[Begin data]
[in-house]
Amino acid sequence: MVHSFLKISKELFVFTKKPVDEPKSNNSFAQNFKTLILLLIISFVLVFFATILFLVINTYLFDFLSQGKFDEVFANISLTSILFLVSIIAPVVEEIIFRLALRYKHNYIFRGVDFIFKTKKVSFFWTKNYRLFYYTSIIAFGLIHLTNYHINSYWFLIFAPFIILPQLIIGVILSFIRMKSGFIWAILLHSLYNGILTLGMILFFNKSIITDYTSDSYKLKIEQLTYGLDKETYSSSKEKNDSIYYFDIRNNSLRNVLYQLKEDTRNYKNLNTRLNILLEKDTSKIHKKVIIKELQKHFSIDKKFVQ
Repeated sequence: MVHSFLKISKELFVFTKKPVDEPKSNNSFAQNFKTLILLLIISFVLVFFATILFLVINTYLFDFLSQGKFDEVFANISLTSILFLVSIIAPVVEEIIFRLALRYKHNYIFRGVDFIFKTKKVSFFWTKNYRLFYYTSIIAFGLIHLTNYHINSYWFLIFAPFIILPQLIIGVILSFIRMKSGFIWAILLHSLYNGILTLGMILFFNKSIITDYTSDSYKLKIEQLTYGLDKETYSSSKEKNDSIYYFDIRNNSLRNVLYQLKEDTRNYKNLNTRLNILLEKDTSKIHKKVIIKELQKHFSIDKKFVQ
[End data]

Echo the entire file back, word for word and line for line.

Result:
[in-house]
Amino acid sequence: MVHSFLKISKELFVFTKKPVDEPKSNNSFAQNFKTLILLLIISFVLVFFATILFLVINTYLFDFLSQGKFDEVFANISLTSILFLVSIIAPVVEEIIFRLALRYKHNYIFRGVDFIFKTKKVSFFWTKNYRLFYYTSIIAFGLIHLTNYHINSYWFLIFAPFIILPQLIIGVILSFIRMKSGFIWAILLHSLYNGILTLGMILFFNKSIITDYTSDSYKLKIEQLTYGLDKETYSSSKEKNDSIYYFDIRNNSLRNVLYQLKEDTRNYKNLNTRLNILLEKDTSKIHKKVIIKELQKHFSIDKKFVQ
Repeated sequence: MVHSFLKISKELFVFTKKPVDEPKSNNSFAQNFKTLILLLIISFVLVFFATILFLVINTYLFDFLSQGKFDEVFANISLTSILFLVSIIAPVVEEIIFRLALRYKHNYIFRGVDFIFKTKKVSFFWTKNYRLFYYTSIIAFGLIHLTNYHINSYWFLIFAPFIILPQLIIGVILSFIRMKSGFIWAILLHSLYNGILTLGMILFFNKSIITDYTSDSYKLKIEQLTYGLDKETYSSSKEKNDSIYYFDIRNNSLRNVLYQLKEDTRNYKNLNTRLNILLEKDTSKIHKKVIIKELQKHFSIDKKFVQ